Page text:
939 F2d 409 Farrell v. P Lane
939 F.2d 409
Charles FARRELL, Petitioner-Appellant,
Michael P. LANE, Director of Illinois Department of
Corrections, et al., Respondents-Appellees.
United States Court of Appeals,
Argued Jan. 23, 1991.
Decided Aug. 1, 1991.
Chris Averkiou (argued), Chicago, Ill., for petitioner-appellant.
Thomas L. Ciecko, Deputy Atty. Gen. (argued), Steven J. Zick, Office of Atty. Gen., Crim. Appeals Div., Chicago, Ill., for respondents-appellees Michael P. Lane and Stephen L. McEvers, Warden.
Before WOOD, Jr., CUDAHY, and FLAUM, Circuit Judges.
HARLINGTON WOOD, Jr., Circuit Judge.
In 1982, Charles Farrell and a co-defendant were tried before a Cook County jury and found guilty of murder and armed robbery. The trial court sentenced Farrell to thirty years' imprisonment. Farrell appeals from the district court's denial of his petition for writ of habeas corpus. We affirm.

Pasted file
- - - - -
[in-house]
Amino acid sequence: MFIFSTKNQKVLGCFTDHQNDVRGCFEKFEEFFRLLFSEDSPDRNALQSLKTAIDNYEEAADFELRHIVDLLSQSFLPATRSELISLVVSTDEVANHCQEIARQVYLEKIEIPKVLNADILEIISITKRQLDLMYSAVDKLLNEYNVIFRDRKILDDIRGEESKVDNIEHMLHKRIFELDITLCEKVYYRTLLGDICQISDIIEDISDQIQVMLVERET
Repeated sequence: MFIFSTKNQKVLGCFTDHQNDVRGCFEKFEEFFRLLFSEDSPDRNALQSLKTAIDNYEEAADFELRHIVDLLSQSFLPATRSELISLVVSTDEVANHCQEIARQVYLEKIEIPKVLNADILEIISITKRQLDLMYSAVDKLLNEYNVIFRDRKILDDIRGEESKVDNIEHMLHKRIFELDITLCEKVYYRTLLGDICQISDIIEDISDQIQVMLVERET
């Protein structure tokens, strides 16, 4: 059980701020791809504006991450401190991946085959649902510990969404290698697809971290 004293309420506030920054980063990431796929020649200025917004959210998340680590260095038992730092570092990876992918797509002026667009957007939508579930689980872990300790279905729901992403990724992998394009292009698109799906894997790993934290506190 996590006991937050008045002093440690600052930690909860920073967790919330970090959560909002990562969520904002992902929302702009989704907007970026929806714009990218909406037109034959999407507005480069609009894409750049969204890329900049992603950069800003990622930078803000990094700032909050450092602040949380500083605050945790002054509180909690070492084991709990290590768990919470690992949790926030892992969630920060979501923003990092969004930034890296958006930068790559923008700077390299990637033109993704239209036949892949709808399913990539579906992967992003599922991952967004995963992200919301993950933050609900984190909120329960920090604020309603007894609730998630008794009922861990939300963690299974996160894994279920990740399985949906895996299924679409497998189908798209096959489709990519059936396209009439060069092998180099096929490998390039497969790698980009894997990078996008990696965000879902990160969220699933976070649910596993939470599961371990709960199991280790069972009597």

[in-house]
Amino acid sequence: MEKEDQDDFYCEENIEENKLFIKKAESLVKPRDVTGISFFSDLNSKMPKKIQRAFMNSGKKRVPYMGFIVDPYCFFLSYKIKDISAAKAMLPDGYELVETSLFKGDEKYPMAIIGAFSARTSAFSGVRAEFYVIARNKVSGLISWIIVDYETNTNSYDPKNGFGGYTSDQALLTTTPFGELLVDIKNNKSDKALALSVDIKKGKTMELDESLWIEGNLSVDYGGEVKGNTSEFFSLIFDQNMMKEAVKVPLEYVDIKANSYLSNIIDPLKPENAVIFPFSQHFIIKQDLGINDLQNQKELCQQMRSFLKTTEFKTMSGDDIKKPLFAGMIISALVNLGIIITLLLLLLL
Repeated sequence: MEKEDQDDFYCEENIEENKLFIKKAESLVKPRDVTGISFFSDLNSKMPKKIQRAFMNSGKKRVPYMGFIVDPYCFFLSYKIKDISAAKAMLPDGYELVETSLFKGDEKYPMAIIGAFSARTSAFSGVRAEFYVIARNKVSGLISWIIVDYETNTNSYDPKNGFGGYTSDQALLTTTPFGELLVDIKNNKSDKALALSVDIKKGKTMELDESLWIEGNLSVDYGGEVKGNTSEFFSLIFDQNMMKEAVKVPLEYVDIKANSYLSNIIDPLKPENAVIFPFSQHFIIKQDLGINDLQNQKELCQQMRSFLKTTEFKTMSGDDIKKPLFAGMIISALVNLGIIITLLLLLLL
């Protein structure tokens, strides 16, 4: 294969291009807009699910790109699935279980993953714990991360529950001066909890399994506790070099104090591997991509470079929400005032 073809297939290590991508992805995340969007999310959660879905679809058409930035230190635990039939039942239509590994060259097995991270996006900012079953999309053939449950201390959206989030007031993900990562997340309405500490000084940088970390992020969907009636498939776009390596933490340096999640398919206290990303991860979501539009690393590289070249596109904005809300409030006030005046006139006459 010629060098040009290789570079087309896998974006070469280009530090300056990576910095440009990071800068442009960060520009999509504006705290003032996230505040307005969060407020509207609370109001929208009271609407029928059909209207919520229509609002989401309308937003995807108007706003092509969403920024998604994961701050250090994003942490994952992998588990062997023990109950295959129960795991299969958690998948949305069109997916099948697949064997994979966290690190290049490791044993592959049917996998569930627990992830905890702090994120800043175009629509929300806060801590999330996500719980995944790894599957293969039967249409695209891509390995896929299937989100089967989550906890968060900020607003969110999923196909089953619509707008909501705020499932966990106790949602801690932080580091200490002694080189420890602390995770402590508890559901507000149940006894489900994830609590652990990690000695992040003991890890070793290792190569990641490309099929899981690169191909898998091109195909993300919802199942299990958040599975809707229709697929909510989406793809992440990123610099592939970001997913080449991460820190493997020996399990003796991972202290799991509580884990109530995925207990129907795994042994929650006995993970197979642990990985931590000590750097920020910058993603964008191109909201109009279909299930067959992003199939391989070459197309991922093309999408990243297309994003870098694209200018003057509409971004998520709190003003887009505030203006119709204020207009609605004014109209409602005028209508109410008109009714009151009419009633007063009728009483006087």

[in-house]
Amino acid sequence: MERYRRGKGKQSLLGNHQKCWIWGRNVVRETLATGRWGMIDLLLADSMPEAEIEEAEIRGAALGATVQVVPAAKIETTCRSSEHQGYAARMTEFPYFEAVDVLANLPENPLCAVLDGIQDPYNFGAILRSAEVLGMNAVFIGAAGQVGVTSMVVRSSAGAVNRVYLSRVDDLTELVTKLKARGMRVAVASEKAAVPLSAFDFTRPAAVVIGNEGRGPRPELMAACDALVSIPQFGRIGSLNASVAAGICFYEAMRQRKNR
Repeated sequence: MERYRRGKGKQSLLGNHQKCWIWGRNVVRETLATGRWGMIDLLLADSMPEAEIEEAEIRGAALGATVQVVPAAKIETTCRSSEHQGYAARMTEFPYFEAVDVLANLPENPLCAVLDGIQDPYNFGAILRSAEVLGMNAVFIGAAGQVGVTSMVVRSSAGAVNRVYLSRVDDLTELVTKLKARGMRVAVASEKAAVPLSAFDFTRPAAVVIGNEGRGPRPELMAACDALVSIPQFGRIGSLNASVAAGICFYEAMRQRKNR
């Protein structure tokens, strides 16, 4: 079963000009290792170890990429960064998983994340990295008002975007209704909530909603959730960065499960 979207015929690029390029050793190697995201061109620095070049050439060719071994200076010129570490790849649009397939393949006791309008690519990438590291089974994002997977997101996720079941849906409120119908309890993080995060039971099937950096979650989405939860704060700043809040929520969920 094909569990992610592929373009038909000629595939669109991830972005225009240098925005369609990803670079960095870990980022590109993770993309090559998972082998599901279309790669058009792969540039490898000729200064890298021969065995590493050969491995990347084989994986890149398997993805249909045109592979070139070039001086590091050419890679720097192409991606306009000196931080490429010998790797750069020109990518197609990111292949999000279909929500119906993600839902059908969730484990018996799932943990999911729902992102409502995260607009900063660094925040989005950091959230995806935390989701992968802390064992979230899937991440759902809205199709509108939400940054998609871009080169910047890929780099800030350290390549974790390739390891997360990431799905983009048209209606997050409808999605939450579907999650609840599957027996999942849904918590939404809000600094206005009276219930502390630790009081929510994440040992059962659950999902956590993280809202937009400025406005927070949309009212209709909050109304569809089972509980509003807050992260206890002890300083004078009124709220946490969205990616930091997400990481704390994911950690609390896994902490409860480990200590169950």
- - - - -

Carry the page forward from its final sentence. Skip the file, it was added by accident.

Farrell appealed his conviction to the Appellate Court of Illinois, raising two issues: (1) that prosecutorial misconduct had deprived him of a fair trial; and (2) that he was not proved guilty beyond a reasonable doubt. The appellate court affirmed Farrell's convictions in an unpublished order. People v. Dean, 126 Ill.App.3d 1153, 90 Ill.Dec. 879, 483 N.E.2d 26 (1st Dist.1984). Farrell did not seek leave to appeal the decision to the Supreme Court of Illinois. Farrell then filed a pro se petition for post-conviction relief in Cook County Circuit Court under Ill.Rev.Stat. ch. 38, para. 122-1. The post-conviction petition raises, inter alia, the ineffective assistance of trial and appellate counsel. Farrell's petition for post-conviction relief was denied and he did not appeal that decision.